August 13, 2014 by Robert Franklin, Esq.
The anti-father/anti-male press just can’t seem to stop itself. It shows the unmistakable signs of serious addiction to, among other things, making up “facts” to support anti-father/anti-male points of view for which there are no actual ones. The Daily Kos is one such site that’s in dire need of the intervention of those who care. In case there aren’t any of those, someone with a strong stomach and a high level of resistance to intellectual dishonesty needs to step in. Really, these people are desperate.
Here’s one example (Daily Kos, 8/11/14). The article, by the “Women’s Justice Center,” takes on a phenomenon that might be worth the pixels in the hands of a scrupulous analyst, which lets the WJC out. The phenomenon is that of child protective agencies removing children from non-violent parents who fail to keep them safe from their violent partners. CPS agencies do that routinely and the practice can make perfect sense or constitute an outrage against the non-violent parent depending on the circumstances.
Whether the action is sensible or outrageous depends on the facts of each case. What did the non-offending parent know and was he/she truly capable of preventing the child’s abuse. We can all imagine scenarios in which either response might be warranted and, based on the track record compiled by CPS in other instances, we can be confident that the agencies dropped the ball often enough.
But that’s not the Women’s Justice Center’s beef. No, as we might have expected, their complaint is that the entire concept of holding one parent responsible for failing to protect a child from abuse by the other parent (or partner or other person) is just a cynical ploy to privilege fathers at the expense of mothers. How do they figure? Simple. They make up facts.
Since the non-offending, nonviolent parent in these cases is usually the mother, we often refer to this parent as 'the mother', though there are certainly cases where the non-offending parent is the father.
The Situation as it Usually Unfolds
In brief, the particular problem we cover usually unfolds like this. A mother herself seeks help from CPS or becomes involved with CPS through someone else's report of suspected child abuse. Her child has been physically or sexually abused by a family member, usually by a male family member, or there are concerns the child is living in a home where there is domestic violence.
As we know and the Women’s Justice Center ought to know, women do the great majority of abuse and neglect of children. Although it’s discontinued gathering statistics on which parent is responsible for abuse or neglect, up until 2009, the Administration for Children and Families reported every year for eight years that mothers committed about twice the abuse and neglect of children that fathers do. My guess is that someone complained that the actual facts were giving mothers a bad rap, so the ACF stopped separating data on abuse by mothers and fathers from the aggregate numbers.
But we still know that women commit the majority of the abuse and neglect of children and that children are far safer with two biological parents than anywhere else. So, although there are no figures for the proposition, it stands to reason that, to the extent non-violent parents are seeing their children taken from them due to the abuse or neglect committed by the other parent, it’s mostly men holding the bag. Indeed, that’s exactly what happened in this case (New York Law Journal, 8/12/14).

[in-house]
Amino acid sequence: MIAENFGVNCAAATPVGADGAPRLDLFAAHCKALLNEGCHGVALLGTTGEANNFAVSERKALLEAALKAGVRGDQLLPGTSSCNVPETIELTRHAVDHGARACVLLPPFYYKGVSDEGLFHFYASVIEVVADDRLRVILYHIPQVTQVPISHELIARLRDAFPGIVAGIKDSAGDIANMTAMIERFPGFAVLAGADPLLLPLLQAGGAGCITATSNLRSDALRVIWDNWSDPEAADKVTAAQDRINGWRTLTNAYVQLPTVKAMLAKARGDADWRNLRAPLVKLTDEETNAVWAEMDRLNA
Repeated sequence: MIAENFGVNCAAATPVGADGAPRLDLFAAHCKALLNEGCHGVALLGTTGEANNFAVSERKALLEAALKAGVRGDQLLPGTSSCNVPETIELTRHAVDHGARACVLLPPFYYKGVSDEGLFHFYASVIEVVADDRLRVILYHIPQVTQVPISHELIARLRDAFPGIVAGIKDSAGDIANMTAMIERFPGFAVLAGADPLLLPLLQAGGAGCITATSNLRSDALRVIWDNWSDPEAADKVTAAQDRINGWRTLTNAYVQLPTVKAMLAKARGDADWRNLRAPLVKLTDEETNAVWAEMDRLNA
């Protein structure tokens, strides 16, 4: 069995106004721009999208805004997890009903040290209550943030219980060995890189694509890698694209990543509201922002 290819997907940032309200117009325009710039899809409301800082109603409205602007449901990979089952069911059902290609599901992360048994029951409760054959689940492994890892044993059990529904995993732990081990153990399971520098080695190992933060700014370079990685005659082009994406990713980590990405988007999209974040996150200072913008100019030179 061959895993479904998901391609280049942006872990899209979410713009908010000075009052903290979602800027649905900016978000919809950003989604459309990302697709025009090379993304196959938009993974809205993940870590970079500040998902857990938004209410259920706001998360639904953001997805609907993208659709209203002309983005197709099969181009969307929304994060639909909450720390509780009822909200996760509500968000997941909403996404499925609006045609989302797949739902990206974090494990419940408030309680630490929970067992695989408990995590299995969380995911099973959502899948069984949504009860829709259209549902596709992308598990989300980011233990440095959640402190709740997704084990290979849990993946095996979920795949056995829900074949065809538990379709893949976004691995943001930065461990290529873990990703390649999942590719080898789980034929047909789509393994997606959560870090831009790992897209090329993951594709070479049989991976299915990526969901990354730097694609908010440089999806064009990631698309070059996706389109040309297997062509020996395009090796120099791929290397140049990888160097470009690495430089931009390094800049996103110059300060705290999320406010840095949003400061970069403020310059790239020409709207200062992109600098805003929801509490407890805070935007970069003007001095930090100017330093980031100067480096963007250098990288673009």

Of course when one parent is abusive and the other isn’t, CPS is faced with a dilemma. The non-abusive parent has parental rights, but, if the child is kept with him and he lives with the abusive mother, then the child is exposed to abuse. So, although it’s technically a violation of his parental rights, the child is removed because to leave little Andy or Jenny with him would be to risk violence by the mother. I would argue that, where feasible, CPS should require the abusive parent to move out of the residence and leave the child in the care of the non-abusive parent, but of course often the parents don’t have the money to do that.
Despite its entirely bogus anti-father stance, the Women’s Justice Center does get one thing right.
Perhaps the brightest spot on the horizon is the year 2005 resolution passed by the National Council of Juvenile and Family Court Judges in support of presumptively open hearings with discretion of courts to close. Since their founding, most CPS/juvenile court proceedings have been operating in secret, completely off the public record. This secrecy has mushroomed the system's tendency toward abuse. The judges' 2005 resolution in support of open hearings is not yet law, but it's a promising step. It's highly unlikely any of the system's abuses will be corrected until this essential public airing and public scrutiny of the system's proceedings is firmly set into law and practice.
Agreed. I’ve said the same thing many times. Any agency of government that operates outside of press and public scrutiny is an agency that’s corrupt and abusive. Unsurprisingly, those two words describe much about child protective agencies across the country. Advocates of secrecy claim children would suffer if their cases are made public, but the fact is the vast majority of them would never see the light of day because they’re not news. The overwhelming majority of cases are too everyday and mundane to ever be reported. And of course judges would still retain the discretion to close cases deemed uniquely sensitive. More importantly, CPS employees would know they’re working in the public eye and that fact alone would improve both their behavior and the culture of CPS agencies that too often are imbued with a fortress mentality in which the public is considered the enemy.
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